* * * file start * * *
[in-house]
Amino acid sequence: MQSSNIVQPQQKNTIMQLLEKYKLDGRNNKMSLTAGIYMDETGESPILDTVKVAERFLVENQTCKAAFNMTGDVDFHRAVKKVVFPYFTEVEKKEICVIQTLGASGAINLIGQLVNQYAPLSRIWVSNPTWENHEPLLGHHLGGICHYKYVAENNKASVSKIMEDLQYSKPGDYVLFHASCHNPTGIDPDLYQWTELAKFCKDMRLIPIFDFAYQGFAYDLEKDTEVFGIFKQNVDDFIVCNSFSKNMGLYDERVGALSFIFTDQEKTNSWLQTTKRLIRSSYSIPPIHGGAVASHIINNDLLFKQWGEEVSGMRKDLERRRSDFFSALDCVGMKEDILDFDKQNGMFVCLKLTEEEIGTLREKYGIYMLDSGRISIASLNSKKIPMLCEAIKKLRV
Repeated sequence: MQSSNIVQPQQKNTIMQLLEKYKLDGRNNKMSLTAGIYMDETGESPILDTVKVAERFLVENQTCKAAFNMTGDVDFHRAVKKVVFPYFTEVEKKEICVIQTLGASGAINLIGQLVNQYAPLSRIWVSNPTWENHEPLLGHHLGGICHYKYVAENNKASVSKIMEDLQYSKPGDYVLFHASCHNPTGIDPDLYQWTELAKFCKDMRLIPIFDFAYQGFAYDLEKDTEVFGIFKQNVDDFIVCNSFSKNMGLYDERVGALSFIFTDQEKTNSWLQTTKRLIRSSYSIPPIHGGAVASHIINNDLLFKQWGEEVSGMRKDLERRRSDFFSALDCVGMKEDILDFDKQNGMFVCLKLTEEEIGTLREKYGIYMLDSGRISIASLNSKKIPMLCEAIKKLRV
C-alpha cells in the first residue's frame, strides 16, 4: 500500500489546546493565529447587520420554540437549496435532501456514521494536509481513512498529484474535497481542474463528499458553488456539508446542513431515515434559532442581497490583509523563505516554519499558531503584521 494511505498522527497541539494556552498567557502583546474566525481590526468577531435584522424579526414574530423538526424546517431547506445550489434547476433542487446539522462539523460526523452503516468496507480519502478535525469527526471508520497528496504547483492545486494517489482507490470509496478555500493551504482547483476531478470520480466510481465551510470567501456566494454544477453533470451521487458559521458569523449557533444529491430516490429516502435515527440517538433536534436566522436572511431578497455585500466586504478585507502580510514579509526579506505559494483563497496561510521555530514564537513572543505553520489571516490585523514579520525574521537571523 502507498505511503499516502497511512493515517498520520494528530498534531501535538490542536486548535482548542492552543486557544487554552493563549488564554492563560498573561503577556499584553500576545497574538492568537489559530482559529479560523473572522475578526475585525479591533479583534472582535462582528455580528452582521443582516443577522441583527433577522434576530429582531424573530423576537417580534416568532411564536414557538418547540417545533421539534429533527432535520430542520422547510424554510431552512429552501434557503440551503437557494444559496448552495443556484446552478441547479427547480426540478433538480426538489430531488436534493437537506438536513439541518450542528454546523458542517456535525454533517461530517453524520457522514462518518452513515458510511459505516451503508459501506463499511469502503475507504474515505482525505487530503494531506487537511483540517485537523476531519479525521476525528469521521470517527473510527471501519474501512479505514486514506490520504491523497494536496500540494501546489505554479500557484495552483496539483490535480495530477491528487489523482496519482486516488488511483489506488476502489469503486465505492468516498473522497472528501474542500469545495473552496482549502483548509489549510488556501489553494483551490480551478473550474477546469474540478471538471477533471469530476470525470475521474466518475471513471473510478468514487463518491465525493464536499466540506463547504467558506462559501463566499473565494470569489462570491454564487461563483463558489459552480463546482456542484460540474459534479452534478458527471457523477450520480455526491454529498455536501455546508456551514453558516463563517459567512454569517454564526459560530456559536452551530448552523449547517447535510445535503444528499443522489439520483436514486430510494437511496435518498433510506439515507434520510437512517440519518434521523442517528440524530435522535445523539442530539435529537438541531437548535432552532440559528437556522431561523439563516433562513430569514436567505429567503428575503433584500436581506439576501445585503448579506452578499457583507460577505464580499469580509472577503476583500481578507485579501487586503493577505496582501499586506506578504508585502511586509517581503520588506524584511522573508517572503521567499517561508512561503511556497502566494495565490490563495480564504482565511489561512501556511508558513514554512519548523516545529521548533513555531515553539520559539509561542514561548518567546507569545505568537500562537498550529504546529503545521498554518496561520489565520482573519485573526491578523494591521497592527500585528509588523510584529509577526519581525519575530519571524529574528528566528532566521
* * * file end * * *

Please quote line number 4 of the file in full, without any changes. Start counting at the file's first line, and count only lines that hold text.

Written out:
C-alpha cells in the first residue's frame, strides 16, 4: 500500500489546546493565529447587520420554540437549496435532501456514521494536509481513512498529484474535497481542474463528499458553488456539508446542513431515515434559532442581497490583509523563505516554519499558531503584521 494511505498522527497541539494556552498567557502583546474566525481590526468577531435584522424579526414574530423538526424546517431547506445550489434547476433542487446539522462539523460526523452503516468496507480519502478535525469527526471508520497528496504547483492545486494517489482507490470509496478555500493551504482547483476531478470520480466510481465551510470567501456566494454544477453533470451521487458559521458569523449557533444529491430516490429516502435515527440517538433536534436566522436572511431578497455585500466586504478585507502580510514579509526579506505559494483563497496561510521555530514564537513572543505553520489571516490585523514579520525574521537571523 502507498505511503499516502497511512493515517498520520494528530498534531501535538490542536486548535482548542492552543486557544487554552493563549488564554492563560498573561503577556499584553500576545497574538492568537489559530482559529479560523473572522475578526475585525479591533479583534472582535462582528455580528452582521443582516443577522441583527433577522434576530429582531424573530423576537417580534416568532411564536414557538418547540417545533421539534429533527432535520430542520422547510424554510431552512429552501434557503440551503437557494444559496448552495443556484446552478441547479427547480426540478433538480426538489430531488436534493437537506438536513439541518450542528454546523458542517456535525454533517461530517453524520457522514462518518452513515458510511459505516451503508459501506463499511469502503475507504474515505482525505487530503494531506487537511483540517485537523476531519479525521476525528469521521470517527473510527471501519474501512479505514486514506490520504491523497494536496500540494501546489505554479500557484495552483496539483490535480495530477491528487489523482496519482486516488488511483489506488476502489469503486465505492468516498473522497472528501474542500469545495473552496482549502483548509489549510488556501489553494483551490480551478473550474477546469474540478471538471477533471469530476470525470475521474466518475471513471473510478468514487463518491465525493464536499466540506463547504467558506462559501463566499473565494470569489462570491454564487461563483463558489459552480463546482456542484460540474459534479452534478458527471457523477450520480455526491454529498455536501455546508456551514453558516463563517459567512454569517454564526459560530456559536452551530448552523449547517447535510445535503444528499443522489439520483436514486430510494437511496435518498433510506439515507434520510437512517440519518434521523442517528440524530435522535445523539442530539435529537438541531437548535432552532440559528437556522431561523439563516433562513430569514436567505429567503428575503433584500436581506439576501445585503448579506452578499457583507460577505464580499469580509472577503476583500481578507485579501487586503493577505496582501499586506506578504508585502511586509517581503520588506524584511522573508517572503521567499517561508512561503511556497502566494495565490490563495480564504482565511489561512501556511508558513514554512519548523516545529521548533513555531515553539520559539509561542514561548518567546507569545505568537500562537498550529504546529503545521498554518496561520489565520482573519485573526491578523494591521497592527500585528509588523510584529509577526519581525519575530519571524529574528528566528532566521